An estimated 1500 staff, including journalists, have been warned of salary cuts of up to 45% from April at Iqbal Survé’s Independent News Media (INM) and the African News Agency (ANA).
In a letter that arrived without consultation with staff on Friday, 3 April, divisional heads wrote to staff members saying “Our payroll bill is one of our highest expenditures. Unfortunately, we are left with no alternative but to take the extreme measure of applying a salary reduction. This will come into effect from this month of April until such time as the situation has stabilised.”
The letter then sets out a complicated table based on five scenarios, the realisation of which will see cuts ranging from zero to 45% of salary packets. From the tone of the letter, it implies that the worst-case scenario – a cut of 45% – is likely. Staff are said to be panicking after the bombshell arrived on their emails as the first week of a Covid-19 lockdown ended and the economy showed signs of tanking.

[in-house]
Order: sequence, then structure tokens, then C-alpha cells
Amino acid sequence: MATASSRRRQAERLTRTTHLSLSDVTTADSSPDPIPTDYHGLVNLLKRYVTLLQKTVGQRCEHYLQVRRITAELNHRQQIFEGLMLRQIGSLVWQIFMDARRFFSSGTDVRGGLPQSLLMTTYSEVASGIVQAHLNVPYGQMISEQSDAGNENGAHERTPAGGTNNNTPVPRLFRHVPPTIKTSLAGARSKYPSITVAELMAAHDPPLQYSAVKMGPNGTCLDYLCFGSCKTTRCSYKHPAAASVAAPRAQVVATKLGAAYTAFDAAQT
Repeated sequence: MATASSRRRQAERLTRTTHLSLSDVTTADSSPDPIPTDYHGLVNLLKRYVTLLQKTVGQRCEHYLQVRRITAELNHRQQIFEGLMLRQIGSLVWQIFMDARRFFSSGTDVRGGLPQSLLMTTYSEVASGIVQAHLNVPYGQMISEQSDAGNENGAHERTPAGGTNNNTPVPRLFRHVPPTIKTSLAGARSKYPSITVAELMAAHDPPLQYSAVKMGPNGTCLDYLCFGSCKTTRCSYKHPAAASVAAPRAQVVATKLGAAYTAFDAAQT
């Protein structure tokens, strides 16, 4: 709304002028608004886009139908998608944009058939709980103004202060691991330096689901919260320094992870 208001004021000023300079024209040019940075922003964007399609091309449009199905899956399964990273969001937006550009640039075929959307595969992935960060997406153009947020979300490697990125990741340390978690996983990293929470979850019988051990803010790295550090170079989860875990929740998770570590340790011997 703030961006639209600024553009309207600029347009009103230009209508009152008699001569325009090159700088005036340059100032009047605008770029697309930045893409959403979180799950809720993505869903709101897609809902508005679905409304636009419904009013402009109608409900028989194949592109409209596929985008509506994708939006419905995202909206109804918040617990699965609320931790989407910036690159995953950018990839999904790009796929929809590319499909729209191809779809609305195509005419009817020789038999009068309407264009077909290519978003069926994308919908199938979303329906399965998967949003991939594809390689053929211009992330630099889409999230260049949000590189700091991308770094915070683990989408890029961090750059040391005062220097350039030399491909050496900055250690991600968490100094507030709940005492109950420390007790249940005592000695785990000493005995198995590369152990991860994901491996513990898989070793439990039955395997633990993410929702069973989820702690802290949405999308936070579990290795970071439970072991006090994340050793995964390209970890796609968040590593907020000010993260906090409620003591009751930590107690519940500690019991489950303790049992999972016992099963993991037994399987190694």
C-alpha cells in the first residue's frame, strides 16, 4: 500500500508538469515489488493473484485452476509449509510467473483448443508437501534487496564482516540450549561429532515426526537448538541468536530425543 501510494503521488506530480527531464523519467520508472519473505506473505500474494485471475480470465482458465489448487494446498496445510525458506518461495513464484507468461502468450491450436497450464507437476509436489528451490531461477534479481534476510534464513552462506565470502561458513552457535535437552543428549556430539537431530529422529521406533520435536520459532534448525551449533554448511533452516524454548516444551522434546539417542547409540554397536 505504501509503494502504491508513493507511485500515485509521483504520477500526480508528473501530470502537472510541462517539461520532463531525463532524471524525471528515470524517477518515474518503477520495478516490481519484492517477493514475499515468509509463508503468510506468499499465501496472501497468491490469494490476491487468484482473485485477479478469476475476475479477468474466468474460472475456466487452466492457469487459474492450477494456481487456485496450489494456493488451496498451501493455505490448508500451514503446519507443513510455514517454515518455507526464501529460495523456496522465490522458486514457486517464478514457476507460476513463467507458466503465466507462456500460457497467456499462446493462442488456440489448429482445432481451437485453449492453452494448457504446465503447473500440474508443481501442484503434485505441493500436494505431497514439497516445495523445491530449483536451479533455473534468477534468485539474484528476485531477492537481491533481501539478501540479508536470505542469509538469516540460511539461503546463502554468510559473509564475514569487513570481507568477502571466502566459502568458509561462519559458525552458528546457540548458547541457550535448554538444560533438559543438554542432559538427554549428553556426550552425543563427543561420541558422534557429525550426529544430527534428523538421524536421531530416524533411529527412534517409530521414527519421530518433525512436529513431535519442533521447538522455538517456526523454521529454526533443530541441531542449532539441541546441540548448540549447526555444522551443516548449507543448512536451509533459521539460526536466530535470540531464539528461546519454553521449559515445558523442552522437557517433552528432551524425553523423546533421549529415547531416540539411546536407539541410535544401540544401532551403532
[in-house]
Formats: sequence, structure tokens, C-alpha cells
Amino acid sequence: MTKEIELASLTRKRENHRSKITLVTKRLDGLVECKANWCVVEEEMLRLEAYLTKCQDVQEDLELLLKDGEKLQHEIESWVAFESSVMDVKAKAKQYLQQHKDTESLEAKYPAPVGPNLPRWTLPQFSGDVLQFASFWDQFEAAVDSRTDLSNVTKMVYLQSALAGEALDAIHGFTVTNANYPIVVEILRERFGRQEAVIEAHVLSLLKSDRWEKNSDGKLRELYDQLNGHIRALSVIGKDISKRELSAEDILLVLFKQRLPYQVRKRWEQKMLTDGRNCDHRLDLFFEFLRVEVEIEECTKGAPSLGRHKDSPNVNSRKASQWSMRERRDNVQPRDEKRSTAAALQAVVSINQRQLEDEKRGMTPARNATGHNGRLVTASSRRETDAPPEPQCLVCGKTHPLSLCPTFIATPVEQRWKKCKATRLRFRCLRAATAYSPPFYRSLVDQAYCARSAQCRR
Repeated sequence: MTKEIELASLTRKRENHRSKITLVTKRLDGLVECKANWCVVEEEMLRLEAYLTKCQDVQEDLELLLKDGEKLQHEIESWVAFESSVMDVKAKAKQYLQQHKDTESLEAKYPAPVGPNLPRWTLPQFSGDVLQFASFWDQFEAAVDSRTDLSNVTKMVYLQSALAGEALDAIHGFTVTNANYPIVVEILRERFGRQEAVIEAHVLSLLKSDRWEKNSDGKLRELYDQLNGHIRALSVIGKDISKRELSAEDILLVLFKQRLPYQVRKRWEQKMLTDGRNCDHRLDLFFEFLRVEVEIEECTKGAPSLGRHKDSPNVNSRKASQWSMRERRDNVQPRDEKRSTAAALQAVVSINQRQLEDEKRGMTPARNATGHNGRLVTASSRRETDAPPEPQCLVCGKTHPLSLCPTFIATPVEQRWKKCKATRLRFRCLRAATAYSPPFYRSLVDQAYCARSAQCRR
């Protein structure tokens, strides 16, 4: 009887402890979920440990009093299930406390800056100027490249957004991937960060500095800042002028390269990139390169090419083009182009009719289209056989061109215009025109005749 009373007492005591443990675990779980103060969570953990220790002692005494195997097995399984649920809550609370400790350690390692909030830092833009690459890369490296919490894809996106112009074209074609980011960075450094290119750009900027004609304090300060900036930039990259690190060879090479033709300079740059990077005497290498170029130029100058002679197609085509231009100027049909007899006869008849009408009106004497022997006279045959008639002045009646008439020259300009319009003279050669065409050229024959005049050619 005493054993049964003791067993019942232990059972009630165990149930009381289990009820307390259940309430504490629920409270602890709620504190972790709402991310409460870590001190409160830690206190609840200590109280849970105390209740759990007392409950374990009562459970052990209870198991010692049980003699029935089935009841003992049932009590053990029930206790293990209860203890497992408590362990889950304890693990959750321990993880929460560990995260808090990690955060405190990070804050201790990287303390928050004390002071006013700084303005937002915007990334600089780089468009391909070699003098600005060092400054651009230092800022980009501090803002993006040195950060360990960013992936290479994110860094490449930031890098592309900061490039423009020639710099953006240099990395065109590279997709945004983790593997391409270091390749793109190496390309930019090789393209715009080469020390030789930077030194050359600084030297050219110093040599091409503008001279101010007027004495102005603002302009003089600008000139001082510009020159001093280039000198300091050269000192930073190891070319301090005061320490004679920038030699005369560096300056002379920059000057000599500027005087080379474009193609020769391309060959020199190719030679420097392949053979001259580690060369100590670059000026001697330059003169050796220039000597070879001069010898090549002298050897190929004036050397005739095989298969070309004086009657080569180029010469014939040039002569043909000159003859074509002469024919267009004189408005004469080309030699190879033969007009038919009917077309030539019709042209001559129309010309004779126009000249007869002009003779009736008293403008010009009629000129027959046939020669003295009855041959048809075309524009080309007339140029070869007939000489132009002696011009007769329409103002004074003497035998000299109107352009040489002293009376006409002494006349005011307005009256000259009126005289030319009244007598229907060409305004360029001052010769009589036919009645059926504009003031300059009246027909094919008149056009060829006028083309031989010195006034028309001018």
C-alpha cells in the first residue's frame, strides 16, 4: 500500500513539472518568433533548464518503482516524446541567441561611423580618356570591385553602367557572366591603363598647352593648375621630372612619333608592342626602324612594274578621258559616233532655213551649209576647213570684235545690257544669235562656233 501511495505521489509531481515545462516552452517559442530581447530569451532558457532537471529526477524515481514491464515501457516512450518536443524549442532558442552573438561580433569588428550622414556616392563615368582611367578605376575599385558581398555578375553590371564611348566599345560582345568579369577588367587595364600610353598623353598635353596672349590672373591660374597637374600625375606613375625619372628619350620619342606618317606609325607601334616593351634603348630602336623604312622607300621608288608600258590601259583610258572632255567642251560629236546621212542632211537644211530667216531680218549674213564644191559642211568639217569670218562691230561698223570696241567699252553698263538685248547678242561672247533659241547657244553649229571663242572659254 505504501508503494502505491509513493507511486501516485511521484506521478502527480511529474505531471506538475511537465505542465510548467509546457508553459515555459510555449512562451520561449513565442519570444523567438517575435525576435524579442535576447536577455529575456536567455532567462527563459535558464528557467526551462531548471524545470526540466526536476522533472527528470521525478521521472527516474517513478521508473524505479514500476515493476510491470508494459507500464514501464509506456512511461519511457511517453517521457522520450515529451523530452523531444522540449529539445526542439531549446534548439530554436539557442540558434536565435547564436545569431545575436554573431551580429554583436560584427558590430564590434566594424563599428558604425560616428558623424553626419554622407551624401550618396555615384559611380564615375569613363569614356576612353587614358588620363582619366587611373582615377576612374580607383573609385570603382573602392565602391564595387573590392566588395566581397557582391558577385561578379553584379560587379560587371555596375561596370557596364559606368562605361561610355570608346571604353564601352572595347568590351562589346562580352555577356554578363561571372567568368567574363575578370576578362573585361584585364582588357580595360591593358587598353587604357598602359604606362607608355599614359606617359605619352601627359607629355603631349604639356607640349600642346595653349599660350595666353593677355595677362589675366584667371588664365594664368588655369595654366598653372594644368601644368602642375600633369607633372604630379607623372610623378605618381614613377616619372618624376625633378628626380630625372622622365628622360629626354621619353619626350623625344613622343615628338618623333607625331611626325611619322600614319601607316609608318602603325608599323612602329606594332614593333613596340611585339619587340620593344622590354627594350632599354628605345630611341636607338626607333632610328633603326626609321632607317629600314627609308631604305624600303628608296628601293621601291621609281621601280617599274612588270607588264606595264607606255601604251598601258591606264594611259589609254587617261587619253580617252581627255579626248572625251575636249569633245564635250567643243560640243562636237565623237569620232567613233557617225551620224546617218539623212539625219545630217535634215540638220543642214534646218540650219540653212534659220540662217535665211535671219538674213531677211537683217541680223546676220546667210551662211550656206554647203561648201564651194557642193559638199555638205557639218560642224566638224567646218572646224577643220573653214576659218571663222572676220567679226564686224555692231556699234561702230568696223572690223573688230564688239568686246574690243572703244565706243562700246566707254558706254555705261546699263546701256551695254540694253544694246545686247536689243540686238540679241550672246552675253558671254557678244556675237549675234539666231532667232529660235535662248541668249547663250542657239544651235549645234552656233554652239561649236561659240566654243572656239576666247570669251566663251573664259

Yet three weeks ago, one of the group’s magazines, Fast Company, announced a R200-million prize for tech start-ups. Neither Survé nor company spokesperson Lutfia Vayej responded to several requests for comment by the Daily Maverick. One of the questions was whether the prize money could not be diverted to the balance sheet to save jobs.
Despite this vanity project, the letters to staff reveal the dire straits tht Survé and his companies are in. With the Public Investment Corporation (PIC) breathing down his neck with threatened lawsuits for unpaid debts running into billions of Rand, it looks like his empire is crumbling with the added impact of the Coronavirus (Covid-19) on the business.